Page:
Lubavitch of Old Westbury proposes synagogue on Glen Cove Road

Lubavitch of Old Westbury proposes synagogue on Glen Cove Road
Cameron Engineering and Associated partner Kevin McAndrew presents the preliminary plans for The Lubavitch of Old Westbury synagogue set for Glen Cove Road. (Photo by Amelia Camurati)

An Orthodox Jewish congregation has filed an application to build a one-story synagogue with two below-grade floors on a 5.27-acre plot along Glen Cove Road in Old Westbury that will include a ritual bathing facility, three swimming pools and a gym.

The Lubavitch of Old Westbury presented their plans to the Village of Old Westbury Board of Trustees at a public hearing on Monday.

The preliminary plans for The Lubavitch of Old Westbury synagogue include a mikveh, two outdoor pools, one indoor pool, a gym and a 1,400-square-foot sanctuary. (Photo by Amelia Camurati)

The application would require nine variances from the village to build the facility at 267 Glen Cove Road, including ones for lot area, lot width and depth, front yard setback, side yard setback, rear yard setback, lot coverage, undeveloped space and off-street parking as well as a special permit exception as a place of worship.

Represented by Kevin McAndrew, a partner with Cameron Engineering and Associates, Lubavitch of Old Westbury would build on 5.27 acres owned by Rabbi Aaron Konikov.

Currently, Konikov’s home resides near the center of the Glen Cove Road frontage but would be moved further south if the project is approved.

The Orthodox synagogue is estimated at 4,297 square feet of above-grade space as well as two levels below grade.

Lubavitch, also known as Chabad, is one of the largest Hasidic groups and Jewish organizations nationwide. Konikov is also affiliated with Chabad of Roslyn.

McAndrew said the above-ground level will have a lobby, three classrooms, office spaces and restrooms.

The first below-grade level will include two separate libraries, a study hall and more office spaces.

The second below-grade level, estimated at 11,000 square feet, will house an indoor swimming pool, male and female locker rooms, a gym, a 1,400-square-foot sanctuary space, a Kiddush room and more office spaces with an exit to the outside onto a garden terrace with tiered stairs.

The above-ground portion of the building is expected to be 19 feet, 5 inches tall.

When Konikov purchased the property, which at the time housed a landscape nursery, in 2000, it was zoned as a BB area — a residential space less than two acres. As it has grown, the area is now zoned as B4 since it is more than four acres.

McAndrew said 60 paved parking spots are planned for the property, spread out between three parking zones. The synagogue will also have a flat grass area along Glen Cove Road to accommodate additional parking if needed and could house up to 61 additional cars.

“It’s noteworthy that the operations proposed and shown within the traffic study have a demand of no greater than 35 parking spaces on the property,” McAndrew said. “The 60 spaces is more than what will be necessary to satisfy the actual need.”

Currently, a mikveh and two above-ground swimming pools are under construction along the southern border of the property behind the homes along Bacon Road.

Resident Jeff Kopelman said construction has been taking place behind his fence for months, but he only received notification of the plans for the property about a week ago.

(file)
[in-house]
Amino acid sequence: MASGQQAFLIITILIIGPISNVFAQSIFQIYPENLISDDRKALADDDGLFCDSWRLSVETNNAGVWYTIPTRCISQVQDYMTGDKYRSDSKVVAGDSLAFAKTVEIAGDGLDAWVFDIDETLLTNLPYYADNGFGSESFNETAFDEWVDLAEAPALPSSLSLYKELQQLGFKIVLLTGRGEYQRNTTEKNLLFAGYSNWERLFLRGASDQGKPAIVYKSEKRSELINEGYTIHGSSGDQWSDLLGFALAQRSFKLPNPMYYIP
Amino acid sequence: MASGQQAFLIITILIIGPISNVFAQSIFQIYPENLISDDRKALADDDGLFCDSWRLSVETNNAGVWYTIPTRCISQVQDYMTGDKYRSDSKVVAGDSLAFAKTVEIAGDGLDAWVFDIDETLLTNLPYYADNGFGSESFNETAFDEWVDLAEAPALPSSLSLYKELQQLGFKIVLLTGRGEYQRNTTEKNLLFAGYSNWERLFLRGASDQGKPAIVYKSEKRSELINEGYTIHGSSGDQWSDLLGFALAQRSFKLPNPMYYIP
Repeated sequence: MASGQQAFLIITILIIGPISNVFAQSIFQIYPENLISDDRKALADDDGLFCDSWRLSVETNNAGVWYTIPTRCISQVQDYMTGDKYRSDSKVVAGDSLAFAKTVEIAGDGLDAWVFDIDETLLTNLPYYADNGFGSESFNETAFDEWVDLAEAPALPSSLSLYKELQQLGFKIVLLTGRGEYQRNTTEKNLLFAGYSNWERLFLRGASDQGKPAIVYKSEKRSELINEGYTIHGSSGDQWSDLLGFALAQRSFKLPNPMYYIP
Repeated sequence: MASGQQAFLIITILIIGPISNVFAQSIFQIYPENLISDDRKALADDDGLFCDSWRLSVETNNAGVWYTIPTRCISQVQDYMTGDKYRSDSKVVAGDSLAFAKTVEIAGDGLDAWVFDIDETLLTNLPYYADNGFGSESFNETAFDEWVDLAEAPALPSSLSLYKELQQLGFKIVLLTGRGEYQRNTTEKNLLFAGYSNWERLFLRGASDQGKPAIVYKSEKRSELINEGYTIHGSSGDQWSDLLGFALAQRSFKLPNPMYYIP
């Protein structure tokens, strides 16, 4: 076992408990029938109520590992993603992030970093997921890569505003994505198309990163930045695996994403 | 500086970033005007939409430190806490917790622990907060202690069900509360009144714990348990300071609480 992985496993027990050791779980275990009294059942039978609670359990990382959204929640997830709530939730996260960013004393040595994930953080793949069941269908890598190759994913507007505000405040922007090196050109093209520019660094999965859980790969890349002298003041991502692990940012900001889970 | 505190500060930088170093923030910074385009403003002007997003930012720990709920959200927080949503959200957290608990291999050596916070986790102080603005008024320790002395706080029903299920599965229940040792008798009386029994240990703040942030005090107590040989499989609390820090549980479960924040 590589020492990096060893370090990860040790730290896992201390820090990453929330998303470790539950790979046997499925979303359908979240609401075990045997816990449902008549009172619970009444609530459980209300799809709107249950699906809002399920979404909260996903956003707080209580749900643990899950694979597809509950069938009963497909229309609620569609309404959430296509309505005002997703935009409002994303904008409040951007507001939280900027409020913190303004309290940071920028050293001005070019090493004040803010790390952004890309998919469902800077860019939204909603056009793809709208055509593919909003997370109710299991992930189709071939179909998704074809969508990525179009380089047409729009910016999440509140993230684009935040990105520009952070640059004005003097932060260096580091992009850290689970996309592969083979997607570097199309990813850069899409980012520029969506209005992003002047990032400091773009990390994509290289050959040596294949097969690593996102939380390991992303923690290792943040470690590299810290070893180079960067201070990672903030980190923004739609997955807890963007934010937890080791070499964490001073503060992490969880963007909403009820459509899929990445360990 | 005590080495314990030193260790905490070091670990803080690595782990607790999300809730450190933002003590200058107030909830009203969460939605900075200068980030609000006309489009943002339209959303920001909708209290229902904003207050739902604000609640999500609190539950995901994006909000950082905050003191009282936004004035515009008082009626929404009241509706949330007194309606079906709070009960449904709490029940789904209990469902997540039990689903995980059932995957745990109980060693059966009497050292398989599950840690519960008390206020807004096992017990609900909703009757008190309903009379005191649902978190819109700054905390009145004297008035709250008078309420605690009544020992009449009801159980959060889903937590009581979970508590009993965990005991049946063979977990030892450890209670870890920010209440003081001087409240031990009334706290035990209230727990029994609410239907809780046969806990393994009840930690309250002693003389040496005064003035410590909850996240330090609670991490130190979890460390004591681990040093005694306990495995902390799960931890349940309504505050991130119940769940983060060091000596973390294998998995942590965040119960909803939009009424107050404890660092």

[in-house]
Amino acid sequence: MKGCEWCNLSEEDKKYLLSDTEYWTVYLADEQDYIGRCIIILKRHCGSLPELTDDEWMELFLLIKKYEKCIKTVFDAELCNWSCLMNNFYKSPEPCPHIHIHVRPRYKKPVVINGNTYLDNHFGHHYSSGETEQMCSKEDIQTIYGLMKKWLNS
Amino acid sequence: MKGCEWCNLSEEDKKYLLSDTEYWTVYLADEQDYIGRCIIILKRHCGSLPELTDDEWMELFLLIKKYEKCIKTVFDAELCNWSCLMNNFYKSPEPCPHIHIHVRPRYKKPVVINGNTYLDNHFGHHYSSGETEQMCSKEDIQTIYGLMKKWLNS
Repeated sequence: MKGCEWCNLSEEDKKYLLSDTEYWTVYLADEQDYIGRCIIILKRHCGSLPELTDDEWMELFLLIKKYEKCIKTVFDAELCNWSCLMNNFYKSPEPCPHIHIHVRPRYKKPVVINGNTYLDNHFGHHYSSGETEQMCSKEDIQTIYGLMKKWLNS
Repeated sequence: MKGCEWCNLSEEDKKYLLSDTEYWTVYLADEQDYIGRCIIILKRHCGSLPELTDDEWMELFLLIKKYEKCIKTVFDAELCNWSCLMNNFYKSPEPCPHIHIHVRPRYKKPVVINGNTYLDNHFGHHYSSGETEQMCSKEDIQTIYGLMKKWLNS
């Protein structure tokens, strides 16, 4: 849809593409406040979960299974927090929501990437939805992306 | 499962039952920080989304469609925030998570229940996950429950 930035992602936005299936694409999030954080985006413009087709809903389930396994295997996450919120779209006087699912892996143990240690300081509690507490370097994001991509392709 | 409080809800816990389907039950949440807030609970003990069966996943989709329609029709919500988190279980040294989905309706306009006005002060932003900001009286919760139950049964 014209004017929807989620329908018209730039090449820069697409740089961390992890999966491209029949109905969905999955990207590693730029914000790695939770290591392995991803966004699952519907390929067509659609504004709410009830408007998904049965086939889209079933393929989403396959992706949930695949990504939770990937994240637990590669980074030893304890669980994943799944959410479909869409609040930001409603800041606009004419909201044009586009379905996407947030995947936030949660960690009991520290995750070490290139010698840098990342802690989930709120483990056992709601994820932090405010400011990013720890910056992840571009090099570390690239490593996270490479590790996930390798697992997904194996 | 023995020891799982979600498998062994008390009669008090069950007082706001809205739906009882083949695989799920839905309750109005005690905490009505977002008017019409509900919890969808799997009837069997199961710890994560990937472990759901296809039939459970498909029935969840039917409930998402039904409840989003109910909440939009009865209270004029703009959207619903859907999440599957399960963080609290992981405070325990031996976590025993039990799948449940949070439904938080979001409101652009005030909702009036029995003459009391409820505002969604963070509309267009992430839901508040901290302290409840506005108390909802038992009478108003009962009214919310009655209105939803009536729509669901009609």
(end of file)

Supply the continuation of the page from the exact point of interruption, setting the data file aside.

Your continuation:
Resident Gary Gullo said his Bacon Road home is expected to back up to one of the three paved parking areas on the property and will be near the two pools.

“To me, synagogue is a place of worship, but I’m hearing about swimming pools and a gym,” Gullo said. “I’m wondering if I’m going to have a couple hundred kids in my backyard Saturday afternoons during my peace and quiet.”

McAndrew said the plans are also being submitted to Nassau County since Glen Cove Road is owned by the county.

McAndrew said he expects the county to require a dedicated left-turn lane on Glen Cove Road into the property but has not heard back from the county Department of Public Works about the preliminary traffic study yet.

“The majority of the congregants that will drive here are projected to arrive from the north, so providing for that dedicated turn lane was a key consideration in where that driveway with the center median is proposed,” McAndrew said.

Trustee Marina Chimerine said she was concerned about adding a new left-turn lane less than 100 feet from the existing left turn onto Bacon Road, citing a fear of confusion and accidents in the area between the two turns.

Resident Raymond Catanzano said he was concerned about not taxing the large plot of land, but Konikov, who only addressed the board or residents through McAndrew, said the property has been under tax exemption status for about 20 years.

Village Attorney Michael Sahn reminded residents this was the first public hearing of many and said the project would take “several years” before completion.

“Being a place of worship, there are certain legal accommodations that are afforded to the applicant, but nonetheless, this is subject to review by the village and its consultants for compliance with code and for our review under the state’s environmental quality review act,” Sahn said.

Sahn said until the village’s engineers and consultants can analyze the plans, they cannot advise trustees.

The public hearing was continued to the Jan. 16 meeting, moved from the third Monday of the month because of Martin Luther King Jr. Day.

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